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Meg Tirrell/Medill News Service

The popular cheap-chic clothing store Forever 21 stamps "John 3:16" on the bottom of its bags.


Religion in business: Invoking the Almighty or just the almighty dollar?

by Rachel Zahorsky , Jessica Desvarieux and Meg Tirrell
May 31, 2007


Adding a dose of faith to business may seem like a sin to many companies, but some are successfully marrying religion and marketing. 

These companies, including Starbucks Corp. and retailer Forever 21 Inc., supersize spirituality by displaying Bible scripture on soda cups and shopping bags, quoting prominent religious figures on merchandise, or sponsoring events devoted to religious outpouring.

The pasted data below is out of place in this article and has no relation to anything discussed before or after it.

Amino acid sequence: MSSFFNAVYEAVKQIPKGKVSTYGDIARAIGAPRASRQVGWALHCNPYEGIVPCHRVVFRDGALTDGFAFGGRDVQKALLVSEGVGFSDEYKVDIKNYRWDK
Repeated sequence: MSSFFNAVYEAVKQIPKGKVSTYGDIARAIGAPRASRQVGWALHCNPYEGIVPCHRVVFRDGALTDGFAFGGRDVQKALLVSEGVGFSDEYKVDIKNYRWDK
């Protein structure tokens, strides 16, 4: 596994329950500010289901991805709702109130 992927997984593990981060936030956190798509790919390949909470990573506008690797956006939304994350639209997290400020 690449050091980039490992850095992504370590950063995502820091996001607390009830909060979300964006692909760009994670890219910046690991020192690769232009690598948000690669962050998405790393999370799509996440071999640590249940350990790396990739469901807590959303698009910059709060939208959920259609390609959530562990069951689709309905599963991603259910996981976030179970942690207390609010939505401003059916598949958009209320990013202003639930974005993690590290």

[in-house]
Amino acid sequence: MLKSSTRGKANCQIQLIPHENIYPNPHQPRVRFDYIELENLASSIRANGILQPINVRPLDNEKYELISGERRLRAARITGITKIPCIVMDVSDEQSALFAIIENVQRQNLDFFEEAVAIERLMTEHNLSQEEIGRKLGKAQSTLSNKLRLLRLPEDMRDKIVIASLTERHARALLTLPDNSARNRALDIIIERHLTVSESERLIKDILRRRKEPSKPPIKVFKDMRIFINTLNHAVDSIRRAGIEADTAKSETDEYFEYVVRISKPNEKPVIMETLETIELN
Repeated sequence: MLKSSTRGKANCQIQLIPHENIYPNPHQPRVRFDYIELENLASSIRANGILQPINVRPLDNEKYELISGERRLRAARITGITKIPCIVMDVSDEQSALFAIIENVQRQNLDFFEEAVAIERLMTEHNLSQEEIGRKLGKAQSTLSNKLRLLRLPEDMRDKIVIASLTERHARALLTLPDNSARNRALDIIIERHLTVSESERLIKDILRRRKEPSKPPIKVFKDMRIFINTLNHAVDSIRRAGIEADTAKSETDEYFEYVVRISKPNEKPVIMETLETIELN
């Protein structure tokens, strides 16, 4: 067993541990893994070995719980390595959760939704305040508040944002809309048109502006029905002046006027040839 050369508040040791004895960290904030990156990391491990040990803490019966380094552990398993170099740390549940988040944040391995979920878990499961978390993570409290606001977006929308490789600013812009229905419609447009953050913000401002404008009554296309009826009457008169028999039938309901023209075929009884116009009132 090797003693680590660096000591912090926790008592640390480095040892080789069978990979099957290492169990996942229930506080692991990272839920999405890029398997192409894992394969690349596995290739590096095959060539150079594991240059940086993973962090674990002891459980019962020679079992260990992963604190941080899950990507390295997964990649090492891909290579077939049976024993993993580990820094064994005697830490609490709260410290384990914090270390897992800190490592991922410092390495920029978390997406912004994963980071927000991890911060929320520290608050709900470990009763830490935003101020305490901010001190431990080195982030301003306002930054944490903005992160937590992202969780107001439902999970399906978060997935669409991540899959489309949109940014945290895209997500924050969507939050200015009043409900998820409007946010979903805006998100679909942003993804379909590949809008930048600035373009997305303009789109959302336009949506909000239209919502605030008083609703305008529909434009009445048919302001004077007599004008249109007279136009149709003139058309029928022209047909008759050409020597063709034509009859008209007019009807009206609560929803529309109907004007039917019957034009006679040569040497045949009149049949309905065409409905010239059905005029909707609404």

But not all patrons are happy to have their shopping experience touched by a religious one, so some campaigns have met complaints from both religious and non-religious customers.  

“It’s a very unusual approach, and most marketers steer clear of religion,” said Tim Calkins, a marketing professor at Northwestern University’s Kellogg School of Management. 

“But, there’s also a desperate bid for businesses to differentiate themselves; religion provides one way to do that,” he explained.  “I think the challenge is to pull it off credibly.”